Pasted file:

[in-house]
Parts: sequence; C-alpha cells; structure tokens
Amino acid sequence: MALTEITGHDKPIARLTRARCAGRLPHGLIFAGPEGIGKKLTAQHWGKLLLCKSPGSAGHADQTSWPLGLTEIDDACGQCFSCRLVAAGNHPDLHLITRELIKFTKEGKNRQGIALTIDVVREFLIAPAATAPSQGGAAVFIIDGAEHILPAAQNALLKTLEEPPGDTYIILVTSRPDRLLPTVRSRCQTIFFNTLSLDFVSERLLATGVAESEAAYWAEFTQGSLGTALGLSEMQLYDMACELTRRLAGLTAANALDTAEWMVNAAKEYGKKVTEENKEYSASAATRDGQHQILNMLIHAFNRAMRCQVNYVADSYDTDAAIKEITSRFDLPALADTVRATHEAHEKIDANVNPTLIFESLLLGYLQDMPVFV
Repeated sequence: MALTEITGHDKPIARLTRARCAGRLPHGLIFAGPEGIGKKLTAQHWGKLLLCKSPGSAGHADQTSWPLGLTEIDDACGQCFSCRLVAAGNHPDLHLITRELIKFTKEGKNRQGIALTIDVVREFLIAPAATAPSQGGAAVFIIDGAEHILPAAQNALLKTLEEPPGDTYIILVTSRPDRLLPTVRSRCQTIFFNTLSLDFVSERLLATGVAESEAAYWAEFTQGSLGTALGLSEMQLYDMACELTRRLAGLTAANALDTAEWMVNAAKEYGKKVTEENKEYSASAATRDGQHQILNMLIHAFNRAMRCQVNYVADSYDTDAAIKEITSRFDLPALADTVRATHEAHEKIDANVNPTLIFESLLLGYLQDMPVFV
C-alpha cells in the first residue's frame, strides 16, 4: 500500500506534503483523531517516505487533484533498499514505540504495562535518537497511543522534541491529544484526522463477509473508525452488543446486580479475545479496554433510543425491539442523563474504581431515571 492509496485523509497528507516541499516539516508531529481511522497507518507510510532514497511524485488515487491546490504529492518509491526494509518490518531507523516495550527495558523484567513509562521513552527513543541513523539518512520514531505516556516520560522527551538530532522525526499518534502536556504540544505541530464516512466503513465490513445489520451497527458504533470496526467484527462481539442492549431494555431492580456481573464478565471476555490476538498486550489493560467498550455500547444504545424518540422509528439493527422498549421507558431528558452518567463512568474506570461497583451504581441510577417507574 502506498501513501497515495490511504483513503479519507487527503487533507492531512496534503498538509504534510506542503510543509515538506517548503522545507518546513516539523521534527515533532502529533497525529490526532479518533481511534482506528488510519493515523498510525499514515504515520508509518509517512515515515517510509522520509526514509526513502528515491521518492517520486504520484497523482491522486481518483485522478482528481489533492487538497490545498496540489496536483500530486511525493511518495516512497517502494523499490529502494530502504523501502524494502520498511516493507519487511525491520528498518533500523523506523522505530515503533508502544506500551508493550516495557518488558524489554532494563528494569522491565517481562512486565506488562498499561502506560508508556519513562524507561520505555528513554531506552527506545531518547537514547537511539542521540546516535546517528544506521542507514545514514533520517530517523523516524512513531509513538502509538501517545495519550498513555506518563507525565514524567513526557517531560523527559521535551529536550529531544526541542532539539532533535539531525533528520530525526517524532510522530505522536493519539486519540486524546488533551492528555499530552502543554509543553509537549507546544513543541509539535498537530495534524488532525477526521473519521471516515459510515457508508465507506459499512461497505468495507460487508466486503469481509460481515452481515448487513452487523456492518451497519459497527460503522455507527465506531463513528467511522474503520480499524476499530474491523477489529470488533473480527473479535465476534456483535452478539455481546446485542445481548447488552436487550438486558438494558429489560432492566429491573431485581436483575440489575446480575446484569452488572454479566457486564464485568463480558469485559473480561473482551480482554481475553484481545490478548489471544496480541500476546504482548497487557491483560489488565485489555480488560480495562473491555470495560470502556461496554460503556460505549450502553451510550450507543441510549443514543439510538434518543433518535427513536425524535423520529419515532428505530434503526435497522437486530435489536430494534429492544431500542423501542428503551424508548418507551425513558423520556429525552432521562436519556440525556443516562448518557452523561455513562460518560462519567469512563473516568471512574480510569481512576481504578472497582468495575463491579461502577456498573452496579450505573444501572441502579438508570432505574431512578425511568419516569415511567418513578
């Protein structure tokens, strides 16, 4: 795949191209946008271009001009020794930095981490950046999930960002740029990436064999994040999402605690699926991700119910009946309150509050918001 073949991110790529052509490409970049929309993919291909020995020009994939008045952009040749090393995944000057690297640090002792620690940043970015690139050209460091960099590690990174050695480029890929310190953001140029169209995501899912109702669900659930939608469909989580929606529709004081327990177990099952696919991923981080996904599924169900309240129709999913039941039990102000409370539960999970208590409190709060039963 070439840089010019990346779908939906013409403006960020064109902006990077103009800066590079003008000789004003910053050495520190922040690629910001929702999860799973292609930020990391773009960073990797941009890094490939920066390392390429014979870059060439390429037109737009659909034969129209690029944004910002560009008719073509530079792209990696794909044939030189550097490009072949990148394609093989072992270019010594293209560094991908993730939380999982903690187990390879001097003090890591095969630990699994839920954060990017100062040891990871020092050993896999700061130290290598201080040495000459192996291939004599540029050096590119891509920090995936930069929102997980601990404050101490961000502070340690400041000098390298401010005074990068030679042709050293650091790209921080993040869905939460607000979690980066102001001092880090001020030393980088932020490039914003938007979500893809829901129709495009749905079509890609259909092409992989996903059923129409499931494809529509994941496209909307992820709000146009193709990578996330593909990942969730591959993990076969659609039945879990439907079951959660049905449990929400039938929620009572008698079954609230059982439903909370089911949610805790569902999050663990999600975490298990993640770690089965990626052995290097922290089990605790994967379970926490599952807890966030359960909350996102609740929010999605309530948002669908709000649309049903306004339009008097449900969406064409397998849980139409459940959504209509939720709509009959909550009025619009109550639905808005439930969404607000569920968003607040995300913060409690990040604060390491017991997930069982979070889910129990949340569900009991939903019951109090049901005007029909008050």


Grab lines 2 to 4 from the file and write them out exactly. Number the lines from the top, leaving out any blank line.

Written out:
Parts: sequence; C-alpha cells; structure tokens
Amino acid sequence: MALTEITGHDKPIARLTRARCAGRLPHGLIFAGPEGIGKKLTAQHWGKLLLCKSPGSAGHADQTSWPLGLTEIDDACGQCFSCRLVAAGNHPDLHLITRELIKFTKEGKNRQGIALTIDVVREFLIAPAATAPSQGGAAVFIIDGAEHILPAAQNALLKTLEEPPGDTYIILVTSRPDRLLPTVRSRCQTIFFNTLSLDFVSERLLATGVAESEAAYWAEFTQGSLGTALGLSEMQLYDMACELTRRLAGLTAANALDTAEWMVNAAKEYGKKVTEENKEYSASAATRDGQHQILNMLIHAFNRAMRCQVNYVADSYDTDAAIKEITSRFDLPALADTVRATHEAHEKIDANVNPTLIFESLLLGYLQDMPVFV
Repeated sequence: MALTEITGHDKPIARLTRARCAGRLPHGLIFAGPEGIGKKLTAQHWGKLLLCKSPGSAGHADQTSWPLGLTEIDDACGQCFSCRLVAAGNHPDLHLITRELIKFTKEGKNRQGIALTIDVVREFLIAPAATAPSQGGAAVFIIDGAEHILPAAQNALLKTLEEPPGDTYIILVTSRPDRLLPTVRSRCQTIFFNTLSLDFVSERLLATGVAESEAAYWAEFTQGSLGTALGLSEMQLYDMACELTRRLAGLTAANALDTAEWMVNAAKEYGKKVTEENKEYSASAATRDGQHQILNMLIHAFNRAMRCQVNYVADSYDTDAAIKEITSRFDLPALADTVRATHEAHEKIDANVNPTLIFESLLLGYLQDMPVFV